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ASMC Presidential Position Filled

Christina Kwong

After a delay since last spring to elect an ASMC president,
Mills finally has not one, but two presidents this academic year:
junior Gloria Espinosa and senior Erika Rickard.

Many students said they found the election confusing and were
unclear on the candidates’ platforms and what role the ASMC
president plays. Out of the 761 undergraduate students eligible to
vote for ASMC president, 176 votes were tallied.

“In order for the process to reflect the Mills tradition, the
student body needs to be more involved,” said Jordan Trew, a
sophomore. “There needs to be a process where the platforms and the
issues are well known. We don’t want our class elections to look
like our country’s elections.”

Other students were excited about the overdue decision and feel
the co-presidents are the right answer for Mills.

I think [Espinosa and Rickard] are really cool and have a lot of
spunk,” said Randyl Pamphlet, the new freshwoman class secretary.
“They both seem to be very active on campus. Gloria seems very nice
and approachable.”

While the co-presidents have been elected to office, one of last
year’s ASMC presidential candidates, Ebony Lubarsky, is still
trying to resolve the conduct violations that were supposed to be
addressed in a judicial review last semester.

Usually elections are held in the spring so that the ASMC can
have a fully appointed staff to start the academic year in the
fall. Last spring however, the results for the presidential slot
were deleted, judicial hearings were called and Dean of Students,
Shirley Weishaar, called for another election in the fall. The new
election wasn’t restricted to Espinoza and Lubarsky, who ran last
year, but was open to any student who wanted to run.

After intense debating last spring, Lubarsky was not on the
ballot this fall.

When asked to comment on Lubarsky’s absence from this election,
Espinosa said, “I’m a little disappointed. If she felt that she was
the better candidate-why is she not running?”

Lubarsky said that she didn’t run “because I would not be
running a presidential race, but rather a losing battle.”

Since the call for a re-election last spring, Lubarsky has
pursued her claim that the problems that she faced last semester
have not been resolved. Because there was no judicial review of the
alleged violations of the honor code or the misconduct from the
last election, Lubarsky feels that her case was largely ignored
even though she went through the appropriate channels of
administration to address her grievances.

“I have been denied my rights as a student of this institution,”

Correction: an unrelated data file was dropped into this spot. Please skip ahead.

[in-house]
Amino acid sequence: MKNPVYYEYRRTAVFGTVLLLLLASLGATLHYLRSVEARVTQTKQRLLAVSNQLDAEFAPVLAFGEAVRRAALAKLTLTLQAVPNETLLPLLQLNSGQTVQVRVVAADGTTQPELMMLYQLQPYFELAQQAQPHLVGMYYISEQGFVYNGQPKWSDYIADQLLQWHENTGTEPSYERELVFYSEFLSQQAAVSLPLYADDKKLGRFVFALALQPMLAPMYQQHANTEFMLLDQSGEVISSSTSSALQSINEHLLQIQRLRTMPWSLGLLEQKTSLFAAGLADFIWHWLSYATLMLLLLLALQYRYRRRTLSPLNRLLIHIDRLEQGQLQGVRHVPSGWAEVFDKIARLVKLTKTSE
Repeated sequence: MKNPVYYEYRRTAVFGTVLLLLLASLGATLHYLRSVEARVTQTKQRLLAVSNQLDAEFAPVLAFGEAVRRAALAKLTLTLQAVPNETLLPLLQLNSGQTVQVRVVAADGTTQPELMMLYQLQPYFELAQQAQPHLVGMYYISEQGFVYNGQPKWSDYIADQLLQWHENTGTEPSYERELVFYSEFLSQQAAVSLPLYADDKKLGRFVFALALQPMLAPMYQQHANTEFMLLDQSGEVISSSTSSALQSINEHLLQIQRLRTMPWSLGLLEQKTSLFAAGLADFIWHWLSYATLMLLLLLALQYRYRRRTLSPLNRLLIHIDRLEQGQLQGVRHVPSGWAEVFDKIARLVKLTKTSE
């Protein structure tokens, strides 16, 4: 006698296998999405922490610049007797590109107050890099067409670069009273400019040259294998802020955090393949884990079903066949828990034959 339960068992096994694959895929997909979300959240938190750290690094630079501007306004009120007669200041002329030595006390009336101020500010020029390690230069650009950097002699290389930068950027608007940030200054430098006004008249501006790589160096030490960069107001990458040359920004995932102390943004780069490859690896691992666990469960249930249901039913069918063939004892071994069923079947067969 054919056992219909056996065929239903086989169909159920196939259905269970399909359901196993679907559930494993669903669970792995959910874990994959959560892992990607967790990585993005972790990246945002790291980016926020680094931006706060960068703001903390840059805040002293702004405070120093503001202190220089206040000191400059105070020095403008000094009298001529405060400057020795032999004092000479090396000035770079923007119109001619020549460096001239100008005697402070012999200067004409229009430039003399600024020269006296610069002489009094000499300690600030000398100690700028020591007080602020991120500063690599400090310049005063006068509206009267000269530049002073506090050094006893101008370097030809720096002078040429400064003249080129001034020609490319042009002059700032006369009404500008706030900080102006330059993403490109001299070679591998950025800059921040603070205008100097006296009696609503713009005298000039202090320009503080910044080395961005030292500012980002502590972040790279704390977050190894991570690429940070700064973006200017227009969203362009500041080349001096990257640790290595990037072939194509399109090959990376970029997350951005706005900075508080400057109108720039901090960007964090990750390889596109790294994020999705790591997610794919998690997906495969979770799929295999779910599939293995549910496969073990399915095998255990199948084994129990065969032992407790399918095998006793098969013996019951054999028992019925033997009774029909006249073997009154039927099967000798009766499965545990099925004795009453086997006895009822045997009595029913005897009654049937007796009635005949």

said Lubarsky.

This election, Espinosa ran for a co-presidency with Rickard
against two other presidential candidates, seniors Ophelia Stringer
and Masumi Patzel.

“I honestly think that it is better for Mills [to have a new
election]-we have a better selection,” said Espinosa. “The
atmosphere is a lot cooler this election.”

Last spring, both Lubarsky and Espinosa charged each other with
breaking the regulations outlined by Mills College for campaigning.
Lubarsky accused Espinosa of turning the election into a racial
issue between the Latinas and blacks on campus.

Espinosa believed that her association with the campus’ Latina
club, Mujeres Unidas, as well as her friendship with former ASMC
president Leanna Perez, a Latina student, caused Lubarsky to see
the election as a racial issue.

Lubarsky said that her concern is the conduct violations on the
part of acting ASMC representatives during last spring’s election,
not the implications of a racial issue.

Weishaar offered both students the choice of a judicial review,
a co-presidency, or a re-election. Lubarsky opted for a
co-presidency with Espinosa, but Espinosa refused the offer.
Lubarsky claimed that last spring Espinosa said that sharing the
presidential slot would “weaken the power” of the post. Espinosa
claimed that she and Rickard spent a lot of time thinking about
running for co-presidency together this summer when they worked
together on the Orientation Team.

After Liza Kuney, the student activities chair and ASMC advisor,
and Katie Mathis, judicial board chair, resigned from their
positions, a freeze was put on the elections.

According to Annie Flores, ASMC vice president, both candidates
weren’t fully informed about the campaign bylaws, which she feels
caused most of the violations.

“Both parties had valid accusations,” said Flores. “But there
was a lack of structure.”

Flores also found that one of the problems with the last
election was that the election wasn’t treated with the same
formality that occurs with UC-associated student elections. UC
schools are accountable for public funds so there is a lot of
oversight from paid staff, but Mills is a private university.

Espinosa views the turbulent path to the final decision in a
positive light.

“Maybe it was meant to be this way,” she said. “At least the
election process was cleaned up.”

Even though the matter seems to be closed at present, Lubarsky
is still trying to find an administrator who is willing to assist
her in addressing the events last spring.

“Nothing that happened last semester is resolved,” said
Lubarsky. “I never acquiesced or lost interest in being a student
leader. The Mills Honor Code should not have a statute of
limitations and should not be facilitated when the time is most
conducive to their needs.”